Thursday, July 2, 2009

"Each One Teach One"

In late May I decided to join a trip to India planned by Dr. Karen Torjesen, Dean of the School of Religion at Claremont Graduate University, and Dr. Nita Kumar, professor of history at Claremont McKenna College (see photo).

The School of Religion offers one of two programs in the US for earn a doctorate in Women's Studies in Religion. See

A Master's degree is also offered in Applied Women's Studies.

This trip was the first offering of a one-unit theoretical and practical course in India titled "Each One Teach One: A Course on Gender & Women in India."

Four students working in the doctoral program in Women's Studies and Religion formed the core of the group: Kirsten Gerdes, Deidre Green, Ayat X. Agah, and Tracy Hawkins.

In addition, Karen's sister, Dr. Kristine Laverty, was part of the group. I joined at the last minute, deciding it was an opportunity too good to pass up.

The trip included two days in Delhi, eight days in Varanasi, two days in Lucknow, and two days in Agra.

During the time in Varanasi, we stayed at the guest house associated with the NIRMAN Centre for Postcolonial Education and its model school, Vidyashram - South Point School, in the Nagwa neighborhood of south Varanasi near Assi Ghat.
NIRMAN stands for New Initiatives in Educational Research, Management, and the Arts.

Course description:

This course is meant for nonspecialists in South Asia and for all those who work on issues related to women and gender. The course covers lectures and discussions on representations of women, discourses on gender, and the politics of feminist and other methodologies. The course is located in South Asia and consists equally of ethnographic work with South Asian women to apply some of the theoretical ideas.

Topics to be covered:
(practical, ethnographic work in italics)

1) The discourse of public: private as men: women. How this division is not simply one leading to a particular allotment of power
but how the psychology of women gets shaped by the inside and private; how they imagine that they are certain 'kinds' of beings who can do only certain 'kinds' of things.

2) Insights into how power and agency reside in the private as well, including in domesticity.
The exercise by women of this agency and their articulation of it. The elaboration of their work and leisure.

3) Women who are public figures; how the majority participates in public life as traders, workers, consumers, citizens.
Their separate body language in public and how public space is still constructed as masculine.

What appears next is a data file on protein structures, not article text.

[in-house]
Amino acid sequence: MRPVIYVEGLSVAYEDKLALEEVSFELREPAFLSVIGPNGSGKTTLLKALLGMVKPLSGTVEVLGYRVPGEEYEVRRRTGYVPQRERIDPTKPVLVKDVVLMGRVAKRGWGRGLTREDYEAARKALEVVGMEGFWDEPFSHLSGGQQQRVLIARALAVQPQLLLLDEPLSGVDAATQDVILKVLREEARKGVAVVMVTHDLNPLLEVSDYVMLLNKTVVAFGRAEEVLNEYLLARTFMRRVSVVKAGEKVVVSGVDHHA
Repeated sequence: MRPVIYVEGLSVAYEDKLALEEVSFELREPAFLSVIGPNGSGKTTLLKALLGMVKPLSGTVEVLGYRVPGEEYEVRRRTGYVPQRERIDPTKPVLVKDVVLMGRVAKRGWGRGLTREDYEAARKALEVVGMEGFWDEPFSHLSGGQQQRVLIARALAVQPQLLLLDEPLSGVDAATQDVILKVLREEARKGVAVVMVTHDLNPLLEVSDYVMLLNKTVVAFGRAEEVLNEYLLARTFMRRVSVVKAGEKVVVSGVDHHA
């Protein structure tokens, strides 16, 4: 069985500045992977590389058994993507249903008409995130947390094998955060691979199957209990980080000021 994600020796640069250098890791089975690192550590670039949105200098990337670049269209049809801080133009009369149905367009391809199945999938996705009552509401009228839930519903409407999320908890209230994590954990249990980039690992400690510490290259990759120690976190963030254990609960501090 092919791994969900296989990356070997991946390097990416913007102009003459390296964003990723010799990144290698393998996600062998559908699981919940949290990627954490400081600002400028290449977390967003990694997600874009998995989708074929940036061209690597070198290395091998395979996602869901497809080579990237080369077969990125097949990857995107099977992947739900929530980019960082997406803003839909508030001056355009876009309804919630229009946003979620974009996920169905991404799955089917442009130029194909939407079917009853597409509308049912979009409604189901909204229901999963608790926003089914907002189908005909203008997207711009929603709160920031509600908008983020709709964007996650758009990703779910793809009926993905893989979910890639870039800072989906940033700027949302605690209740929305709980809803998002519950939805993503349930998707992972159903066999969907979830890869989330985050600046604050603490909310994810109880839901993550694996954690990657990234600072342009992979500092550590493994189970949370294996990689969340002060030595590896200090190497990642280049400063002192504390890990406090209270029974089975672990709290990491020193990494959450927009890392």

4) Mothering as social and cultural reproduction, as a process as central to history as formal education.
The kinds of lessons taught by mothers (or mother-figures) in, respectively, working class and middle class homes.

5) The spaces for change and action for women in religious and ritualist discourse.
The case of Hinduism and the alignment of Hindu women with the power of Hindu goddesses; of Muslim women with the egalitarianism of the Quran.

6) Modernity and globalization as mixed experiences for women.
The changing city and village in India with its global experience and the position of the woman in them.

Reading assignments:

1) Before travel:

Simone de Beauvoir. 1961.
The Second Sex.

Nancy Chodorow. 1978.
The Reproduction of Mothering.

Mary Jacobus. 1995.
First Things: The Maternal Imaginary in Literature, Art, and Psychoanalysis.

Susan Moller Okin. 1991. "Gender, the Public and the Private." In David Held, ed.
Political Theory Today. Stanford University Press.

Chandra Talpade Mohanty. 1988. "Under Western Eyes: Feminist Scholarship and Colonial Discourses."
Feminist Review 30. Pp 49-74.

Sherry Ortner. 1996.
Making Gender: The Politics and Erotics of Culture. Boston: Beacon Press.

Marilyn Strathern. 1984. "Domesticity and the Denigration of Women" in D. O'Brien and S. Tiffany, eds.
Rethinking Women's Roles: Perspectives from the Pacific. Berkeley. Pp 13-21.

2) During the course:

John Hawley and Donna Wulff, eds. 1982.
The Divine Consort: Radha and the Goddesses of India. Berkeley: Univ. of California Press.

______________. Devi: Goddesses of India. Berkeley: Univ. of California Press, 1996.

Janaki Nair. 1990. "Uncovering the
zenana: visions of Indian womanhood in Englishwomen's writings, 1813-1940." Journal of Women's History. Vol. 2 (1): pp. 8-34.

Nita Kumar, ed. 1992. Women as Subjects. Charlottesville: University of Virginia Press.

______________. 2007. The Politics of Gender, Community, and Modernities. New Delhi: Oxford Univ. Press.

Gloria Raheja and Ann Gold. 1994.
Listen to the Heron's Words: Reimagining Gender and Kinship in North India. Berkeley: Univ. of California Press.

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